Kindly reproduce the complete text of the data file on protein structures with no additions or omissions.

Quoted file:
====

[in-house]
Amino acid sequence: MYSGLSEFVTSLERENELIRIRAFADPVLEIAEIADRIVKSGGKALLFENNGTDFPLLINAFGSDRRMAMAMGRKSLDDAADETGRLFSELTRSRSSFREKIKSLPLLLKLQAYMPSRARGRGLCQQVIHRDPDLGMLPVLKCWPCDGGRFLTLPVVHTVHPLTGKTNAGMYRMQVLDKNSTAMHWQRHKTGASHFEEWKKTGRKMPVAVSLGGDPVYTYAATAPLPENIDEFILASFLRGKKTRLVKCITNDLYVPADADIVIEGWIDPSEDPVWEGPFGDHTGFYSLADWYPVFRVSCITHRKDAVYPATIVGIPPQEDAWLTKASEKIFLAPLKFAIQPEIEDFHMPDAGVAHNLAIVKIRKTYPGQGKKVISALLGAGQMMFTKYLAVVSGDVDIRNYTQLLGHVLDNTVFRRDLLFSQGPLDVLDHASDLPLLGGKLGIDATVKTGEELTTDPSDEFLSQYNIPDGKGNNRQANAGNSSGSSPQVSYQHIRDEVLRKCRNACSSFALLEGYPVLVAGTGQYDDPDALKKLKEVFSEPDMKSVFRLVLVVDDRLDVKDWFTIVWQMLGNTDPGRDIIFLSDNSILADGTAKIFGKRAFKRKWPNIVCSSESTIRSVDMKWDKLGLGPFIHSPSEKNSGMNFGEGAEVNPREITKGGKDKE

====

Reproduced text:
[in-house]
Amino acid sequence: MYSGLSEFVTSLERENELIRIRAFADPVLEIAEIADRIVKSGGKALLFENNGTDFPLLINAFGSDRRMAMAMGRKSLDDAADETGRLFSELTRSRSSFREKIKSLPLLLKLQAYMPSRARGRGLCQQVIHRDPDLGMLPVLKCWPCDGGRFLTLPVVHTVHPLTGKTNAGMYRMQVLDKNSTAMHWQRHKTGASHFEEWKKTGRKMPVAVSLGGDPVYTYAATAPLPENIDEFILASFLRGKKTRLVKCITNDLYVPADADIVIEGWIDPSEDPVWEGPFGDHTGFYSLADWYPVFRVSCITHRKDAVYPATIVGIPPQEDAWLTKASEKIFLAPLKFAIQPEIEDFHMPDAGVAHNLAIVKIRKTYPGQGKKVISALLGAGQMMFTKYLAVVSGDVDIRNYTQLLGHVLDNTVFRRDLLFSQGPLDVLDHASDLPLLGGKLGIDATVKTGEELTTDPSDEFLSQYNIPDGKGNNRQANAGNSSGSSPQVSYQHIRDEVLRKCRNACSSFALLEGYPVLVAGTGQYDDPDALKKLKEVFSEPDMKSVFRLVLVVDDRLDVKDWFTIVWQMLGNTDPGRDIIFLSDNSILADGTAKIFGKRAFKRKWPNIVCSSESTIRSVDMKWDKLGLGPFIHSPSEKNSGMNFGEGAEVNPREITKGGKDKE